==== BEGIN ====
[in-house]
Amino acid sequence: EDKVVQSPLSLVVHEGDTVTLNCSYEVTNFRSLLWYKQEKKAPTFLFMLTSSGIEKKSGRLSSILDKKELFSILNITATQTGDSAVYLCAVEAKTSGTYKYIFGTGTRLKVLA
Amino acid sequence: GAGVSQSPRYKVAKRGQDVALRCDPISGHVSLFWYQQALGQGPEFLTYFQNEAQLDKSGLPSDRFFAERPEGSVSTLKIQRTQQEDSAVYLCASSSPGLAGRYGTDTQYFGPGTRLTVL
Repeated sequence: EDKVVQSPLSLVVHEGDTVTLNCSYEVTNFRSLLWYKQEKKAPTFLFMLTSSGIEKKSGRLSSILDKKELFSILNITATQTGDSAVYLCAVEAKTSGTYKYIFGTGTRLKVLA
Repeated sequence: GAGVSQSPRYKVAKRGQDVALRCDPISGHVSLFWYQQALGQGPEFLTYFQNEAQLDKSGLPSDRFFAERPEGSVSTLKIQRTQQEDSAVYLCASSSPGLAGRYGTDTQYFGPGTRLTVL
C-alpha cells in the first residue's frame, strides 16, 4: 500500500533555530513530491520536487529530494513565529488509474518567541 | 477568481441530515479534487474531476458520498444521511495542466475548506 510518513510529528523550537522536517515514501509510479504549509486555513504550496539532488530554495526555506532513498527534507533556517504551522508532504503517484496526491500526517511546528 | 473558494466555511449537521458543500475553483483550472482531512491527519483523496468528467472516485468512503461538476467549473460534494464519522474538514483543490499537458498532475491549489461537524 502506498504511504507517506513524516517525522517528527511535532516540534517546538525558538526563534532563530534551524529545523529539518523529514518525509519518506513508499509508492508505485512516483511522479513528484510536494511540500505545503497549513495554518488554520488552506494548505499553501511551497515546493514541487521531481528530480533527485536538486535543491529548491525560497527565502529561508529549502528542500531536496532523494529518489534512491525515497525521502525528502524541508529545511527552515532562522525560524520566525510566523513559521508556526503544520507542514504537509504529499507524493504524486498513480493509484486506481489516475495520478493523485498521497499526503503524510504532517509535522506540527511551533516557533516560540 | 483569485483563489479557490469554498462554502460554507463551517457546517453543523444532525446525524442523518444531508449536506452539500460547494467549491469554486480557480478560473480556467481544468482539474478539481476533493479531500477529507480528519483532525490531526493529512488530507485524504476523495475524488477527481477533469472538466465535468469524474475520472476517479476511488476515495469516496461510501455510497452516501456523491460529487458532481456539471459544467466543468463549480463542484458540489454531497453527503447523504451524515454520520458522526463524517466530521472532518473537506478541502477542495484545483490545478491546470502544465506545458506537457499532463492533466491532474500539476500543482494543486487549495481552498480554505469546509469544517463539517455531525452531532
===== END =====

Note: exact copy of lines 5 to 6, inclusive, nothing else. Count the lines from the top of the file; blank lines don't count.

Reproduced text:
Repeated sequence: GAGVSQSPRYKVAKRGQDVALRCDPISGHVSLFWYQQALGQGPEFLTYFQNEAQLDKSGLPSDRFFAERPEGSVSTLKIQRTQQEDSAVYLCASSSPGLAGRYGTDTQYFGPGTRLTVL
C-alpha cells in the first residue's frame, strides 16, 4: 500500500533555530513530491520536487529530494513565529488509474518567541 | 477568481441530515479534487474531476458520498444521511495542466475548506 510518513510529528523550537522536517515514501509510479504549509486555513504550496539532488530554495526555506532513498527534507533556517504551522508532504503517484496526491500526517511546528 | 473558494466555511449537521458543500475553483483550472482531512491527519483523496468528467472516485468512503461538476467549473460534494464519522474538514483543490499537458498532475491549489461537524 502506498504511504507517506513524516517525522517528527511535532516540534517546538525558538526563534532563530534551524529545523529539518523529514518525509519518506513508499509508492508505485512516483511522479513528484510536494511540500505545503497549513495554518488554520488552506494548505499553501511551497515546493514541487521531481528530480533527485536538486535543491529548491525560497527565502529561508529549502528542500531536496532523494529518489534512491525515497525521502525528502524541508529545511527552515532562522525560524520566525510566523513559521508556526503544520507542514504537509504529499507524493504524486498513480493509484486506481489516475495520478493523485498521497499526503503524510504532517509535522506540527511551533516557533516560540 | 483569485483563489479557490469554498462554502460554507463551517457546517453543523444532525446525524442523518444531508449536506452539500460547494467549491469554486480557480478560473480556467481544468482539474478539481476533493479531500477529507480528519483532525490531526493529512488530507485524504476523495475524488477527481477533469472538466465535468469524474475520472476517479476511488476515495469516496461510501455510497452516501456523491460529487458532481456539471459544467466543468463549480463542484458540489454531497453527503447523504451524515454520520458522526463524517466530521472532518473537506478541502477542495484545483490545478491546470502544465506545458506537457499532463492533466491532474500539476500543482494543486487549495481552498480554505469546509469544517463539517455531525452531532